It offers amazing flavor, naturally bright color and a slew of health benefits! We could all use a little more turmeric.
Related to ginger, this tangerine-colored root is the fresh form of turmeric. It’s often dried and ground into a yellow-orange powder, best known for its role as the main ingredient in curry powder. It’s also a common ingredient in mustard and other foods with a bright yellow hue. Use of this ancient spice for cooking and medicinal purposes dates back to 600 B.C. Nowadays folks take it to treat arthritis and digestive conditions. The amounts used in foods are considered safe, but some high-dose supplements can be dangerous for pregnant women or for those taking blood-thinning medications.
Ground turmeric can be found in just about any grocery store or online spice retailer. One tablespoon has 24 calories, and 1 gram each of fat, fiber and protein, plus an impressive 15 percent of the daily requirement for iron. Turmeric also contains a compound called curcumin, which is believed to have potent antioxidant properties that protect cells and fight inflammation.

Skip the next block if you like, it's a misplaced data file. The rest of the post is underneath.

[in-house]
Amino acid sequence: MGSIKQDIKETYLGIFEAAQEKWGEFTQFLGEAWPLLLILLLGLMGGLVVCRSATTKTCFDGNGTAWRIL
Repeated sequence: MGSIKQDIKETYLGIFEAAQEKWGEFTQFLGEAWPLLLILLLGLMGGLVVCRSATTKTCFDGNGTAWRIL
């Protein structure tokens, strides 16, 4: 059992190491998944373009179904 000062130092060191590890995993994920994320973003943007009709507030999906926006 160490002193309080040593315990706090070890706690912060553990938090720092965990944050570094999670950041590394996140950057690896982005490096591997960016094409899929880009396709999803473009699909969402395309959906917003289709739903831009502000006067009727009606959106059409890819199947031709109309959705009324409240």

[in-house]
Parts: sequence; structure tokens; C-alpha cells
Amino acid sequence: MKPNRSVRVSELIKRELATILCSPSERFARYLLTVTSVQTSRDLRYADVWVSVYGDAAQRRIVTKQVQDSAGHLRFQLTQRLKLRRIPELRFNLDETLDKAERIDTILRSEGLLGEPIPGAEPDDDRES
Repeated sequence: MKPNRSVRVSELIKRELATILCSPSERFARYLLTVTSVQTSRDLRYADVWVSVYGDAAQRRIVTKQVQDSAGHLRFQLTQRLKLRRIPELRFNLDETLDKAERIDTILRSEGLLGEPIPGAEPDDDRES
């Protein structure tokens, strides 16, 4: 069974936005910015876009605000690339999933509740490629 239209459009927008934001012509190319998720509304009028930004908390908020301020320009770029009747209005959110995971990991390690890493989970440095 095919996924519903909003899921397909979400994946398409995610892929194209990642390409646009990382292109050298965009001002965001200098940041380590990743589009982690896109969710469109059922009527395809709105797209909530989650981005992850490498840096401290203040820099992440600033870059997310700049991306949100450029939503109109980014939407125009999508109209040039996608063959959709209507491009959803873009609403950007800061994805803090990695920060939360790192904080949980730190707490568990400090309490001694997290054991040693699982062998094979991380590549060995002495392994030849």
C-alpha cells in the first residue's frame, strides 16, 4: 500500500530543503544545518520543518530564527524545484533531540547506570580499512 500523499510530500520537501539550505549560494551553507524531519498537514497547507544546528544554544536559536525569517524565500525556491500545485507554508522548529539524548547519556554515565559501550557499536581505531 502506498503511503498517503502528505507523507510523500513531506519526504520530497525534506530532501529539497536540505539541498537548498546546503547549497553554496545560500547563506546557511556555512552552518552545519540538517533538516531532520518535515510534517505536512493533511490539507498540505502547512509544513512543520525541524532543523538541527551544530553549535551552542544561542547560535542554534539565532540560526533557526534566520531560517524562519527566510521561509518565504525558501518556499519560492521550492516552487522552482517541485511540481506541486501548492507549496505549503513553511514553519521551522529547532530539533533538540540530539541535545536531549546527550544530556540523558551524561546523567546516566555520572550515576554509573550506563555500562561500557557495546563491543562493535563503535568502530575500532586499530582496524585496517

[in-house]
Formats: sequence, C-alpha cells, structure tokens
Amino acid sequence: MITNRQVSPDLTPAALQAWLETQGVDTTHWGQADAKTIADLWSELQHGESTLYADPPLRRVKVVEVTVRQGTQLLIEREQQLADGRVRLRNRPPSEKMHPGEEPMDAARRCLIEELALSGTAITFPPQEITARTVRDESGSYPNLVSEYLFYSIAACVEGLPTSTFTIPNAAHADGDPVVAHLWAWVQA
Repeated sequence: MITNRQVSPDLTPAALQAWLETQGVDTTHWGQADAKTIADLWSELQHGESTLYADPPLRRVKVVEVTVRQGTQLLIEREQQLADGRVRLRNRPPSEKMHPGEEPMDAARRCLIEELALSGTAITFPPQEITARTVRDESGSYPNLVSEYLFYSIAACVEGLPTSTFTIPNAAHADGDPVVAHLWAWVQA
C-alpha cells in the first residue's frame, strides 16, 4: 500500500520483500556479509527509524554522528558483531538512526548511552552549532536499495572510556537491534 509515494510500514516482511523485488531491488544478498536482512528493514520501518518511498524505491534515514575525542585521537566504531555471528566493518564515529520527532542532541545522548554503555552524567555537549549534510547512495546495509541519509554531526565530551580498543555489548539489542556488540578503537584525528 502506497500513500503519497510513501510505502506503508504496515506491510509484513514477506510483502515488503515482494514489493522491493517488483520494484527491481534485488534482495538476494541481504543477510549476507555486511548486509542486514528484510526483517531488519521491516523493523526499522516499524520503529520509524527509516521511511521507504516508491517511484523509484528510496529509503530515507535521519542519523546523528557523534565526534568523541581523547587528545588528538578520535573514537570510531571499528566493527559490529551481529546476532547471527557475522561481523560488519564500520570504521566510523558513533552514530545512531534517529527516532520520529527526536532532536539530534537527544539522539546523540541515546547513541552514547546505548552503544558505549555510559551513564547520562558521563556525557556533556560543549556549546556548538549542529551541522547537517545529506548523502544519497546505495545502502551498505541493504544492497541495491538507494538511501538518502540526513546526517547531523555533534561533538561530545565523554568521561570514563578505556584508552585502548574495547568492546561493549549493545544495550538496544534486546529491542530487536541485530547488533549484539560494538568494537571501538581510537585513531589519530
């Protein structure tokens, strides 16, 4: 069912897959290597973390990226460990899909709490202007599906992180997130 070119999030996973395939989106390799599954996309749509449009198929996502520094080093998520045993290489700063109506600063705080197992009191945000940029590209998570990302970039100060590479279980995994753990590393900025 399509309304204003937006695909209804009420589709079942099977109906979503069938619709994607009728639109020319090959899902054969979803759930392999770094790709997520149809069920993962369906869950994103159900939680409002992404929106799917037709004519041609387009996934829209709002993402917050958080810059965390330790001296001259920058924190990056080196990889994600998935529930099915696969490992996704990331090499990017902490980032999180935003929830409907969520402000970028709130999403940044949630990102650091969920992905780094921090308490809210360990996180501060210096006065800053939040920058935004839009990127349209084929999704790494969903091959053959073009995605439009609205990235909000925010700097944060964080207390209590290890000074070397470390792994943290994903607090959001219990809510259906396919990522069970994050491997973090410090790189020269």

What to Do with Turmeric
The bitter and distinct flavor is more versatile than you might think. Add fresh turmeric to smoothies and juices, soups or marinades, or to infuse flavor into rice. You can do even more with the dried spice: Make your own custom curry powder blend, sprinkle over veggies before roasting or whisk into marinades and salad dressings.
Store fresh turmeric like ginger: in the refrigerator unpeeled for up to 3 weeks or in the freezer (peeled and sliced or grated) for up to 6 months. Dried turmeric powder should be kept in a cool, dry and dark place for no more than 6 months, or the flavor will suffer.
Recipes to Try
Dana Angelo White, MS, RD, ATC, is a registered dietitian, certified athletic trainer and owner of Dana White Nutrition, Inc., which specializes in culinary and sports nutrition.